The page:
Only one current running back – LaDainian Tomlinson – merits being named one of the NFL’s all-time 10 best, and only one other guy who has played in the 21st century – Emmitt Smith – makes the list. Does that mean today’s RBs are worse than before? No, but times have changed … there are two reasons why the old-timers dominate this ranking.
First, although RBs remain roughly the same size, defensive tackles have become enormous and linebackers and strong safeties have gotten much faster and to counter that, a passing attack has become more prominent. Second, the 16-game season gives backs such a pounding that most teams use a “running back by committee” system or insert a second-stringer with a contrasting style to give their starter a rest, hence diminishing his importance.
OK, LaDainian and Emmitt, here are your partners.
1. Jim Brown. No one has ever combined power and speed the way Brown did at 6-2, 228. In his nine seasons before he abruptly retired in 1966 at age 30, he led the league in rushing eight times (a record). He also still holds the mark for most seasons leading the league in attempts (six) and most seasons leading in rushing TDs (five). Most impressively, of all the running backs who ever played and had 750 or more career attempts, Brown after all these years still has the highest average gain (5.2).
2. O.J. Simpson. Lots of backs are fast but no one ever as blazingly so as Simpson (9.4 in 100-yard dash), and none with his shiftiness and eye for daylight. He was the first player to rush for 2,000 yards in a season (he did it in just 14 games) and he holds the record for most 200-yard games (six). He led the league in rushing four times.
3. Emmitt Smith. When he retired in 2004 after 14 seasons, mostly with the Cowboys, the same precise footwork he displayed in winning “Dancing with the Stars” had earned him most of the NFL’s career rushing records. These include most attempts (4,409), yards gained (18,355), 1,000-yard seasons (11), TDs (164) and 100-yard games (78). Enough?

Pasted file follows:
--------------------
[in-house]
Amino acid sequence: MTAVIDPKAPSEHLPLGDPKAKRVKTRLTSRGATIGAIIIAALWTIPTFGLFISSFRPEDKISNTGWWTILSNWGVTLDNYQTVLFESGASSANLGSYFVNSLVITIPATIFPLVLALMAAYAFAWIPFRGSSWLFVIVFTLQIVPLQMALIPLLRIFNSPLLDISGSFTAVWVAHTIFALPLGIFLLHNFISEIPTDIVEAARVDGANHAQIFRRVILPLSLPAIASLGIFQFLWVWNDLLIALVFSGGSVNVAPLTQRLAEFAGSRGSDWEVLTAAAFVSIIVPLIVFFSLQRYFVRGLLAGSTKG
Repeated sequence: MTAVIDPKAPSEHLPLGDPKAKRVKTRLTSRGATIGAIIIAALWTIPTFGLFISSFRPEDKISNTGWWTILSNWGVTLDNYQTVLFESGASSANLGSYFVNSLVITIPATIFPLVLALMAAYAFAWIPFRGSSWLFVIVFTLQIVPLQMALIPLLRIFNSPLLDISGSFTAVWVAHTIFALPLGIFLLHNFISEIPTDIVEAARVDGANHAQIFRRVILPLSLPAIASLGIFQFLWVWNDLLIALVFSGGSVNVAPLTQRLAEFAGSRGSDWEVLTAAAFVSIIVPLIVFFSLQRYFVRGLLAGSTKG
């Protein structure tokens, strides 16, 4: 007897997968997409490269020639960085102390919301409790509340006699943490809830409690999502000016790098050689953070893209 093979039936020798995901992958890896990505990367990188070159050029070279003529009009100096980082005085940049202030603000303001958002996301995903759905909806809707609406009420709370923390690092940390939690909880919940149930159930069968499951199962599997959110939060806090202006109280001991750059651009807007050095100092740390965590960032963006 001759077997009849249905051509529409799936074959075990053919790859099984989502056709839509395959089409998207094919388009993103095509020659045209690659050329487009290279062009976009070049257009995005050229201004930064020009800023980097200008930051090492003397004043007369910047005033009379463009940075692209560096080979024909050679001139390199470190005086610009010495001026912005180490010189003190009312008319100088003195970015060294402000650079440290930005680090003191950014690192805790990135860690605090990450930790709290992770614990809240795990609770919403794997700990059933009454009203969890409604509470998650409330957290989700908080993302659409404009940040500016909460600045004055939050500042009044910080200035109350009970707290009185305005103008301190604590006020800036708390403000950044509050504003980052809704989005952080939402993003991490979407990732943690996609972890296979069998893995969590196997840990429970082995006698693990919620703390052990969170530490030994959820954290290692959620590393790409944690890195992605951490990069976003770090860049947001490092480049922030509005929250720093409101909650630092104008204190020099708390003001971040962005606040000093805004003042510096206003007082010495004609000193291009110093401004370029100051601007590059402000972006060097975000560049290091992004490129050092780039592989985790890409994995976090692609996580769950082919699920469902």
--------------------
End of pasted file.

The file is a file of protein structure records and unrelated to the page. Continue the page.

4. Barry Sanders. He rates as pro football’s most electric runner ever with his quick, darting moves and squirming switchbacks. Before retiring abruptly (a la Brown) after just 10 seasons, he had set a record (still holds it) for most consecutive games with 100 yards (14). He is second all-time in in most 1,000-yard seasons (10) and the third all-time rusher (15,269).
5. Walter Payton. He held most of the running records when he hung up his spikes in 1987 but they’ve since been broken. He still ranks second, though, in rushing yardage (16,726) and 100-yard games (77).
6. Gale Sayers. Until he suffered bad injuries to both knees, Sayers may have been even better than his Bears colleague Payton. Three times he achieved the amazing feat of scoring a rushing TD, pass reception TD and kick return TD in a game.
7. Tony Dorsett. He compiled 12,379 rushing yards in his career, second only to Payton at the time. He set the NFL record for longest run from scrimmage … a 99-yarder.
8. LaDainian Tomlinson. He holds the record for most TDs in a season (28 in 2006) and has reeled off five 200-yard rushing games. At age 29 and hopefully some mileage left on those wheels, he can add to his rank of third in career rushing TDs (115).
9. Franco Harris. He rushed for 1,000 yards nine seasons but is best known for his quirky “Immaculate Reception” in his rookie year of 1972. With the Steelers trailing the Raiders 7-6 in the playoffs with five seconds to go, he snagged a Terry Bradshaw pass that had caromed off the shoulder pad of Oakland’s Jack Tatum and ran it in for the winning score.
10. Eric Dickerson. No one has ever topped the 2,105 yards he gained in 1984. He got to 10,000 yards rushing faster than anybody … in just 91 games (Brown needed 98, Sanders 103, Smith 106).
Among today’s young RBs, Adrian Peterson of the Vikings has a chance to crack this list (he set a record last year when he gained 296 yards in a game, against a tough Chargers defense, no less) as does, presumably, rookie Darren McFadden of the Raiders. Ask me again in 2018. Marcus Allen (second in most career TDs with 123), Earl Campbell (led league in rushing three times) and John Riggins (rumbled for 11,352 yards in his career but in an oddity, he gained more yards after age 30 than before) are other guys to remember.